If you want to know Peter McLaughlin the basketball coach — who on Friday coached the Messalonskee High School boys basketball team to its first regional championship with a 61-40 win over Oceanside — first look at McLaughlin the basketball player.

Former Lawrence High School coach Mike McGee coached McLaughlin in high school. Fifteen years ago, McLaughlin was a hard-working junior, doing the little things the Bulldogs needed. In a game against Messalonskee, Lawrence sharpshooter Trafton Teague set the school record for 3-pointers in a game. Over and over, Teague came off a fade screen set by McLaughlin to knock down his shot.

“The screen has to be perfect for that play to work. Pete would set it every time,” McGee said. “We were cracking up on the bench. My assistants were saying run it until (Messalonskee) figures it out.”

McLaughlin would set those screens, and rebound, and defend the opponent’s best player for the Bulldogs. Nobody should be surprised McLaughlin’s Eagles grinded through the Class A North tournament by playing superb defense.

“Pete was a dirt dog. He was a great leader,” McGee said. “I knew he’d be a great coach.”

This is McLaughlin’s seventh season at Messalonskee. In his first two seasons, the Eagles went a combined 8-28 and missed the tournament each season. Since then, Messalonskee has been a tournament regular. In each of the last four seasons, the Eagles have won at least 13 games.

The Eagles allowed an average of 48.6 points per game in the regular season, fourth-best in the Kennebec Valley Athletic Conference. In three regional tournament games, Messalonskee allowed just 47 points per game. In a 53-46 quarterfinal win over Gardiner, Messalonskee held the Tigers to 14 points under their regular-season average. In Friday’s win over Oceanside, the Mariners were 21 points lower than their season average.

“I think it’s an amazing accomplishment for them. They worked so hard coming into this year because they knew what potential they had and it’s awesome to see them fulfill it,” Messalonskee alum Trevor Gettig said.

Gettig graduated in 2015 and got his first taste of McLaughlin as a sophomore, when he was promoted to the varsity team for the playoffs. Gettig’s first varsity practice was a “no-ball practice,” which is just a fancy way of saying the Eagles ran for an hour and a half. Gettig left the practice thinking, it’s going to be a long two more years.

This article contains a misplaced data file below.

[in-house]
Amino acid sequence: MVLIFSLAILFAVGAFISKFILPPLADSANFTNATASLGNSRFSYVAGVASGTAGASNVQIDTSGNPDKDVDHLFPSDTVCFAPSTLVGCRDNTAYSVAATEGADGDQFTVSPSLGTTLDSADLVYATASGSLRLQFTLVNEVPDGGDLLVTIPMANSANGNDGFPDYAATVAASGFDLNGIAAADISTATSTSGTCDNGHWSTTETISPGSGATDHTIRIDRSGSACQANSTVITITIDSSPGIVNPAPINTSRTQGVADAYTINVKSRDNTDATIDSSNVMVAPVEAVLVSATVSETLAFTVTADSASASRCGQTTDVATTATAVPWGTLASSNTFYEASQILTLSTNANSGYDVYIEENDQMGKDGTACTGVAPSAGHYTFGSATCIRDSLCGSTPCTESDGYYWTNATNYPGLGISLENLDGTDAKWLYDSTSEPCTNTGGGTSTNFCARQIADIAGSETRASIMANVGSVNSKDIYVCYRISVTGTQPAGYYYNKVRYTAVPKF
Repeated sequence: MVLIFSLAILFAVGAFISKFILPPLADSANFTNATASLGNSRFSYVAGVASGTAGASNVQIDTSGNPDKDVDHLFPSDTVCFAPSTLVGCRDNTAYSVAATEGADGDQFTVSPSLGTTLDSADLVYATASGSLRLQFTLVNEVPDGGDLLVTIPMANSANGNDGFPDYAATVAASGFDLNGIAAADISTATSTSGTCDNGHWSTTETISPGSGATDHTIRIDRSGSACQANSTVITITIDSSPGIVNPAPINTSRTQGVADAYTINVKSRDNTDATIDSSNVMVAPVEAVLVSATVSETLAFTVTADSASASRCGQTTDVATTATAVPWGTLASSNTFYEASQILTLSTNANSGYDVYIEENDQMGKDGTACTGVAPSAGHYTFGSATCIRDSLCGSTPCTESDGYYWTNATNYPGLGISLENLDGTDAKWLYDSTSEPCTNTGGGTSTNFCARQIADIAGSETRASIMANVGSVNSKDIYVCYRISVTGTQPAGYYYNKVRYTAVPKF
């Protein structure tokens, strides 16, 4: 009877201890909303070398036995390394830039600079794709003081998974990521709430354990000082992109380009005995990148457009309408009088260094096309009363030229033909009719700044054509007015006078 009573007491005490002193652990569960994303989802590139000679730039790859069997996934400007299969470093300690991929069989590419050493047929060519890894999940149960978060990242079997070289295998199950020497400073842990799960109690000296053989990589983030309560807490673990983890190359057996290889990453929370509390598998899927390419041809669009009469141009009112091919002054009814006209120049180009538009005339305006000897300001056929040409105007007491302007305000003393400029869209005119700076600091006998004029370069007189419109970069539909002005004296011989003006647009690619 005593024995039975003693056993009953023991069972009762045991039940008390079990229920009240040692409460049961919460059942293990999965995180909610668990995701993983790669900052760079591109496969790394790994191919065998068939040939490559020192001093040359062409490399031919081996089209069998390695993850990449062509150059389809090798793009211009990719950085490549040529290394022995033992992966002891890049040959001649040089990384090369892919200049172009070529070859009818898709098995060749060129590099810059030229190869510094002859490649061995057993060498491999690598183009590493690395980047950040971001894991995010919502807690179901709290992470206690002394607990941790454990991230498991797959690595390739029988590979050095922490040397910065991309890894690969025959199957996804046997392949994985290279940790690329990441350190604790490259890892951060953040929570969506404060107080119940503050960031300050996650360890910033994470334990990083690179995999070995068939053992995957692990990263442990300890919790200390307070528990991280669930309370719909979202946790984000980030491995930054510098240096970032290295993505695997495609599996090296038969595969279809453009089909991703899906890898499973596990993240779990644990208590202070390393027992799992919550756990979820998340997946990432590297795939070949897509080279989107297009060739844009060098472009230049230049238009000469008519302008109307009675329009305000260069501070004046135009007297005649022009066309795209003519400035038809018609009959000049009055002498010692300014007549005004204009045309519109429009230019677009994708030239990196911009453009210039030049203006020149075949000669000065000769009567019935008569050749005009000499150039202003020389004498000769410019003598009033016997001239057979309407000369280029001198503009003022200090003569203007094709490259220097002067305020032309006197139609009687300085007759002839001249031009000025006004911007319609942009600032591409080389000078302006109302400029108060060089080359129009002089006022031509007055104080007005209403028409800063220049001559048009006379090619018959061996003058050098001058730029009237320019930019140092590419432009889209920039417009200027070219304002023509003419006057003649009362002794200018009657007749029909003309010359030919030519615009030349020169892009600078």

“But he just wanted to show that we had to come to play every day. And that’s what he was so good at, getting us to shoe up every time and give all we had for each other,” Gettig said. “He bonds with every one of his players at a personal level so we always knew he was there for us.”

That was apparent after Friday’s win, when McLaughlin rattled off the names of players he coached over the previous six seasons. All owned a piece of Messalonskee’s success, he said.

“This has been a long time coming,” McLaughlin said. “Jordan Holmes, Nick Mayo, Travis Stacy, Elijah Steele, there’s a massive list of guys. Trevor Gettig, there’s a lot of guys who sacrificed. Jack Bernatchez, Sawyer Michaud. There’s huge names that have built this program to where it is now.”

Throughout tournament week, McLaughlin heard from quite a few former players, he said. There were messages on Facebook and Twitter. Text messages blew up McLaughin’s phone. He was told Steele watched the regional final in Boston, decked out in his Messalonskee gear.

“Every single one of them was pulling for us one way or another,” McLaughlin said. “There’s a lot of guys who have wanted this to happen who bled for Messalonskee and they’re a big reason why we’re here.”

McGee remembers a boy who played the game the right way. McLaughlin’s players know a man who coaches the game the right way, too.

Travis Lazarczyk — 861-9242

[email protected]

Twitter: @tLazarczykMTM

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